We are seeking scholarly contributions and critical examinations focused on the young adult novel and cultural phenomenon The Hunger Games. This book intends to interrogate the features that make Hunger Games such an important cultural artifact. Despite the recent book of commentary written by popular YA novelists—The Girl Who Was On Fire— few scholars have paid critical attention to Collins and Hunger Games. We are looking for essays that will begin to fill the gap in the scholarly conversation about YA literature by investigating the social and rhetorical work achieved in and through The Hunger Games.
December 6-7, 2012
The University of Salzburg's American Studies Department invites scholars from the disciplines of literature, cultural studies, transatlantic studies, theater studies, musicology and art history to a 2-day conference to reflect on America's relationship with Austria around the turn of the last century (ca. from the end of the American Civil War to the end of the First Austrian Republic).
Call for Papers
Language and Popular Culture Area
Mid-Atlantic Popular/American Culture Association
23rd Annual Conference
Abstract Deadline: June 15, 2012
Wyndham Grand Hotel
November 1-3, 2012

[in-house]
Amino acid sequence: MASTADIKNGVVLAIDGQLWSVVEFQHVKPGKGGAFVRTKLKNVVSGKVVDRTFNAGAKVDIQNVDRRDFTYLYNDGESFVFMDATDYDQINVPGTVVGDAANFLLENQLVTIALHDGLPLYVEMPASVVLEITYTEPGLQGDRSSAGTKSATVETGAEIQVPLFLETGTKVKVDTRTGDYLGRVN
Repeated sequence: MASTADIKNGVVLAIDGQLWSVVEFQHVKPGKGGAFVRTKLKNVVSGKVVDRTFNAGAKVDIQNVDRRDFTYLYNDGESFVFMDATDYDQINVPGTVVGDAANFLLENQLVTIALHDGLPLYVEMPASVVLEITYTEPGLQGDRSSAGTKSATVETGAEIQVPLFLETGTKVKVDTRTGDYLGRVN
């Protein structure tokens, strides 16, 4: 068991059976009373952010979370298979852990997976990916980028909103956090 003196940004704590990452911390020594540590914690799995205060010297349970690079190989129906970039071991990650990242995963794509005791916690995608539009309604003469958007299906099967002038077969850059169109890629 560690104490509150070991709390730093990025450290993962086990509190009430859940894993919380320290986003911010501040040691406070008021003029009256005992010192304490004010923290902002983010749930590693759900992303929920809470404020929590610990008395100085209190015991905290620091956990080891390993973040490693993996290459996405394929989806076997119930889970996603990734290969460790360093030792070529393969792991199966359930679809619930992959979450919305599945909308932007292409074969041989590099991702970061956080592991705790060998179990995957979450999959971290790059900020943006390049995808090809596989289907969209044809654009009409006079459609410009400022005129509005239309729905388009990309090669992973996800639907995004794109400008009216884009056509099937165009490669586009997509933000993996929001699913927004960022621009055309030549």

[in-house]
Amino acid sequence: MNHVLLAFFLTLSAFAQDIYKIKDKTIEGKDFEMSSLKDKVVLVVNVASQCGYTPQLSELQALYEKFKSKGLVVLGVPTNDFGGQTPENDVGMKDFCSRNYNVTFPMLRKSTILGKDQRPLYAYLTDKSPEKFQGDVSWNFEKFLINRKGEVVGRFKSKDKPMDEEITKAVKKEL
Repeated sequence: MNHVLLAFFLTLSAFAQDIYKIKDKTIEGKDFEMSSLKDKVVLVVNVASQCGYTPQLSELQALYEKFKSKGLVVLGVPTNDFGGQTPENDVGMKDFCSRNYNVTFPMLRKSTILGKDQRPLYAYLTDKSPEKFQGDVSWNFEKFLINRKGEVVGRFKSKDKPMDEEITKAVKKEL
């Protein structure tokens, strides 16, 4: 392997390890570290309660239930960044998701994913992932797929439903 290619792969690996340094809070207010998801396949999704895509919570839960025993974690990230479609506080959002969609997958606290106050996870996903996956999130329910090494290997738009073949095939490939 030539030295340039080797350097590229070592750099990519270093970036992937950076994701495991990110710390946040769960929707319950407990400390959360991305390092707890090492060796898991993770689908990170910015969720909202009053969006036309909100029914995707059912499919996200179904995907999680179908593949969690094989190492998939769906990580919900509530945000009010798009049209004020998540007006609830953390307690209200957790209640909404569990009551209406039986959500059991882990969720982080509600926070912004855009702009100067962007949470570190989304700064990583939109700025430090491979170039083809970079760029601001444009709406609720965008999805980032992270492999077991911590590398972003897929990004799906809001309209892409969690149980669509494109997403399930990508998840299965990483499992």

My filed study is Philosophy of Art in MA course because of this I want to know all cfp.
When I know all conferences I can shear my idea to other people and Othe thought
We invite Master's students from all departments to submit work on a range of topics related to Middle Eastern studies. We encourage papers that explore the political, linguistic, and cultural significance of the Middle East that transcend limitations across formal/generic cultural, ideological boundaries, and/or within varying aesthetic approaches. Book reviews, critical, analytic, creative fiction, creative nonfiction, photographic, artistic, narrative, and poetic pieces related to Middle Eastern studies are welcome.
The Katherine Mansfield Society is pleased to announce its fourth essay competition, open to all, on the subject of:
KATHERINE MANSFIELD AND THE (POST)COLONIAL